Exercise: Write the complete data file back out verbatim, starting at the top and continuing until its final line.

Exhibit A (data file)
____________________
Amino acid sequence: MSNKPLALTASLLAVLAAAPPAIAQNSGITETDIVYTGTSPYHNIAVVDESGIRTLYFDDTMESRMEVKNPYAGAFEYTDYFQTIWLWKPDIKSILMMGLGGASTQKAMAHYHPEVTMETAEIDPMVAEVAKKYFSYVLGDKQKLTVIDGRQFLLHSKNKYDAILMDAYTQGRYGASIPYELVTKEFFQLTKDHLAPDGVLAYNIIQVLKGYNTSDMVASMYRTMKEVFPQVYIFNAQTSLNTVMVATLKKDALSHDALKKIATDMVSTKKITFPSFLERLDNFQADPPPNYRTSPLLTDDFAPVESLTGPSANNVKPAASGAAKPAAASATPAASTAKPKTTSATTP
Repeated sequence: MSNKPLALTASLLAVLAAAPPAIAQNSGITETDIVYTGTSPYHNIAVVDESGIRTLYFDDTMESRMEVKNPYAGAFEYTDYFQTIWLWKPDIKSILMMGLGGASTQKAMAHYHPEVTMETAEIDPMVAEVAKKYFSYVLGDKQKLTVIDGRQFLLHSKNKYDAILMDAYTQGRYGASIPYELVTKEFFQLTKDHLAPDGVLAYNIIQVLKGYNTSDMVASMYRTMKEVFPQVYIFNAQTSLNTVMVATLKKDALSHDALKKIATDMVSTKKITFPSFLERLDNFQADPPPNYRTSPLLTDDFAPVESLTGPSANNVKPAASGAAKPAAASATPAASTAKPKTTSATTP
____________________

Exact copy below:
Amino acid sequence: MSNKPLALTASLLAVLAAAPPAIAQNSGITETDIVYTGTSPYHNIAVVDESGIRTLYFDDTMESRMEVKNPYAGAFEYTDYFQTIWLWKPDIKSILMMGLGGASTQKAMAHYHPEVTMETAEIDPMVAEVAKKYFSYVLGDKQKLTVIDGRQFLLHSKNKYDAILMDAYTQGRYGASIPYELVTKEFFQLTKDHLAPDGVLAYNIIQVLKGYNTSDMVASMYRTMKEVFPQVYIFNAQTSLNTVMVATLKKDALSHDALKKIATDMVSTKKITFPSFLERLDNFQADPPPNYRTSPLLTDDFAPVESLTGPSANNVKPAASGAAKPAAASATPAASTAKPKTTSATTP
Repeated sequence: MSNKPLALTASLLAVLAAAPPAIAQNSGITETDIVYTGTSPYHNIAVVDESGIRTLYFDDTMESRMEVKNPYAGAFEYTDYFQTIWLWKPDIKSILMMGLGGASTQKAMAHYHPEVTMETAEIDPMVAEVAKKYFSYVLGDKQKLTVIDGRQFLLHSKNKYDAILMDAYTQGRYGASIPYELVTKEFFQLTKDHLAPDGVLAYNIIQVLKGYNTSDMVASMYRTMKEVFPQVYIFNAQTSLNTVMVATLKKDALSHDALKKIATDMVSTKKITFPSFLERLDNFQADPPPNYRTSPLLTDDFAPVESLTGPSANNVKPAASGAAKPAAASATPAASTAKPKTTSATTP